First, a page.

“The Good Confession” is Andy’s story, but it’s my story, and your’s too, I’ll bet. “The story of one of us is the story of us all,” says Frederick Buechner. I walked an aisle. I had some church camp experiences that blew my socks off. Dedication, rededication. Flying. Falling. All the while, “I believe He is the Christ, Son of the Living God.” I don’t know much, but I do know that “I was blind and now I see.” This seemingly temporal thread has eternity written all over it, though it’s often hard to apprehend. Songs like this help to bring that vision into focus.
“All You Will Ever Need.” This is the one that Andy and Ben wrote via instant messenger. It’s one of the most memorable on the entire project. Leave it to writers like Andy and Ben to reframe old stories into a new compelling vista.
Biggest surprise of all the songs? “Rocket.” What a bright, sweet, satisfying, musically adventuresome song. AP may have just recorded the world’s first banjo infused reggae song. Is that our old friend Ron Block? The sense of excitement is palpable. I can’t wait to get these lyrics in my hands while I listen.
As usual, there are no duds. Each song is written and executed with grace and style. Though I don’t have the technical expertise to understand exactly why, as a whole, this album is just better. Andrew Peterson is better. Indeed, his supporting cast is better. Those songs I haven’t mentioned are also exceptional. But I’d like you to experience a few of them for yourself first, without any quasi reviewer running interference for you.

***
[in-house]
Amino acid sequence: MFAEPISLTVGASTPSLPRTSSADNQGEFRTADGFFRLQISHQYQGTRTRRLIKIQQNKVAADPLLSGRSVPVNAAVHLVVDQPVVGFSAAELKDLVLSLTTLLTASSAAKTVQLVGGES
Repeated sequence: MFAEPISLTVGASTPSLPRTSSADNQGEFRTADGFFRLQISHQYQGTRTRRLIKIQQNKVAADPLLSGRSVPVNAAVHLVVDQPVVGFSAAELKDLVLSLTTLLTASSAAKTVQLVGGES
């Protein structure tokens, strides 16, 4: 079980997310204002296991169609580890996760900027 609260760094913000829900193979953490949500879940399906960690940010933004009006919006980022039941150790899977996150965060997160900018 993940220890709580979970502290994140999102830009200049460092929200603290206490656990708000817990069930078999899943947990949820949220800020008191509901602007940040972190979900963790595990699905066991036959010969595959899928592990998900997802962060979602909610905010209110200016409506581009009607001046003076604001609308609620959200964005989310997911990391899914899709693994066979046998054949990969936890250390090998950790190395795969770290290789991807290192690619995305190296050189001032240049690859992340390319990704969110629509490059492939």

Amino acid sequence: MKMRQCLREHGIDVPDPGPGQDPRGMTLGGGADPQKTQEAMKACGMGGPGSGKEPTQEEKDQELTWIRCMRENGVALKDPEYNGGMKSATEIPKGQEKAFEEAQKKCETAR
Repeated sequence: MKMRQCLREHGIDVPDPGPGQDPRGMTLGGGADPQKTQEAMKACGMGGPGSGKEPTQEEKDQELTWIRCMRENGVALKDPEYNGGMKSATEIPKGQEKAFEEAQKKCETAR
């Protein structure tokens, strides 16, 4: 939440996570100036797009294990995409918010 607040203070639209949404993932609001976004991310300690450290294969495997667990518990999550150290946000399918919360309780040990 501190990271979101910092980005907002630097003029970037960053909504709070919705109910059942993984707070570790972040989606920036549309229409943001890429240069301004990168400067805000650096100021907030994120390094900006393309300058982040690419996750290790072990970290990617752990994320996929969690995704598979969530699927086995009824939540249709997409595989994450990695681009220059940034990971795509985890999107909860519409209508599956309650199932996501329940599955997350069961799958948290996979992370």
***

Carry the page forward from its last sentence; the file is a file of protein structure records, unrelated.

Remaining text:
Here’s the nice thing about writing this letter about The Resurrection Letters, Volume II. These are initial impressions. There’s many more literate ways it could be stated, but the stark truth is that Andrew Peterson’s work is “deep,” but not esoterically deep. Because if we take the time to listen—really listen, we will find. It’s deep in the way that we expect to mine nuggets of truth with repeated listening. Werner Herzog’s exploration of the Antarctic in the documentary I recently saw, Encounters at the End of the World, features some of the most curiously beautiful scenes you may ever see–underwater. The music of Andrew Peterson is like that. The deeper we go, the more the beauty is unexpected and astounding. So these, my initial impressions will be followed by years of discoveries and fresh nuance. An Andrew Peterson project keeps on giving.
I’m pumped. The care with which this recording was made is more than obvious with even one listen. It’s thematic infrastructure frames, highlights, and supports its individual parts. Like Behold the Lamb of God, The True Tall Tale of the Coming of Christ tells the story of Christ, Resurrection Letters, Volume II tells—you guessed it—the story of Christ. We hear echos of familiar words and phrases; resurrection and redemption, but with an original, creative spirit. It reminds us that this story—our story—is alive and well. It’s breaths. It’s real. The sound is thick, rich. The harmonies are wonderfully lush, almost breathtaking. The choir background vocals ring with heavenly reverence, cohesion we might only expect from fewer voices. The instrumentation is precise, busy when a big sound is needed, sparse when appropriate. I can’t wait to read the liner notes to see who did what on each track.
When are the CDs going to be sent out? October 21 seems like an awfully long way away. Are we there yet?